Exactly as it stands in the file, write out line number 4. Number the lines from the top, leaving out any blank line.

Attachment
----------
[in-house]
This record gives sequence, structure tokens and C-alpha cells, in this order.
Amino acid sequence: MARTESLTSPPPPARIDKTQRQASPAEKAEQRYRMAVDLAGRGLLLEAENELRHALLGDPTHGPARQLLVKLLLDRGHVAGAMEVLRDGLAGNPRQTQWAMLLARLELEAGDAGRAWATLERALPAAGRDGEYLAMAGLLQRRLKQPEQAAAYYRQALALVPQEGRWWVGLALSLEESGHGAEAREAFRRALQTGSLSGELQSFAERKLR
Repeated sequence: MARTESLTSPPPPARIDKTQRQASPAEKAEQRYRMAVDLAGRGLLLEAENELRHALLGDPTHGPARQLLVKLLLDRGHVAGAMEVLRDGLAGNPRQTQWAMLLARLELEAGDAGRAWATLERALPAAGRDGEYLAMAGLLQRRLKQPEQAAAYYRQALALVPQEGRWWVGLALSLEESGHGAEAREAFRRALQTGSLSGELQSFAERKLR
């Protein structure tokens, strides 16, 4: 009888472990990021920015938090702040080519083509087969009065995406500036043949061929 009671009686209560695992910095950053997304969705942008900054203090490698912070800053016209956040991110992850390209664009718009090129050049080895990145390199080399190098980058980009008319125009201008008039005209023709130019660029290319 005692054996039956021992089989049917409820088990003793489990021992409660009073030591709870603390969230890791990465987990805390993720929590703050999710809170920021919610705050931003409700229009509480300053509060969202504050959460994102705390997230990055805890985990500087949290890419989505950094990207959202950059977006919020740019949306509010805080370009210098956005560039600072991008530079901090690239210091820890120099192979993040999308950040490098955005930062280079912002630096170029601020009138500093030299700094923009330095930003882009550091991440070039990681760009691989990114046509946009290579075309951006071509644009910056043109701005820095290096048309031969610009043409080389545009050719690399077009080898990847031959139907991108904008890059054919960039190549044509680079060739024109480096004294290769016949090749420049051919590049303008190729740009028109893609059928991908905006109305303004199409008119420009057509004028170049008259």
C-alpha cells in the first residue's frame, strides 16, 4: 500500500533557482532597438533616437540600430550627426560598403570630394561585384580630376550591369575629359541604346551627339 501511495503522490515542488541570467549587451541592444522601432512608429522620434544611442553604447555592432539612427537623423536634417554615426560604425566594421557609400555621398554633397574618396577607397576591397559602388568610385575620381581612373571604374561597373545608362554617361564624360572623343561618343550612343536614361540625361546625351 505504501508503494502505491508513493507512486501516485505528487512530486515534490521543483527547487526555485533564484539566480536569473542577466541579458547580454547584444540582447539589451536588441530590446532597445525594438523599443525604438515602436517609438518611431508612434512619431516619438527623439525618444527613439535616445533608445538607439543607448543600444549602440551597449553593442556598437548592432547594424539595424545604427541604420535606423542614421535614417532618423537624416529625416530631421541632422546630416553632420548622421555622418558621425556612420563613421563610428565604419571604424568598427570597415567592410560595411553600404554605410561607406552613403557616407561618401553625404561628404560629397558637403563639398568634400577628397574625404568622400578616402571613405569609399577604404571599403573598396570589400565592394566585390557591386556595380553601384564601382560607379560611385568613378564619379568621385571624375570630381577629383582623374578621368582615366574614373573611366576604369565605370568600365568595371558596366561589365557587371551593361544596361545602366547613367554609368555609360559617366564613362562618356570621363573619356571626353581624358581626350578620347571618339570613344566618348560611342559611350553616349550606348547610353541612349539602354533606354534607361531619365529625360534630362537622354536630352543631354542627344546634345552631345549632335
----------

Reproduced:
Repeated sequence: MARTESLTSPPPPARIDKTQRQASPAEKAEQRYRMAVDLAGRGLLLEAENELRHALLGDPTHGPARQLLVKLLLDRGHVAGAMEVLRDGLAGNPRQTQWAMLLARLELEAGDAGRAWATLERALPAAGRDGEYLAMAGLLQRRLKQPEQAAAYYRQALALVPQEGRWWVGLALSLEESGHGAEAREAFRRALQTGSLSGELQSFAERKLR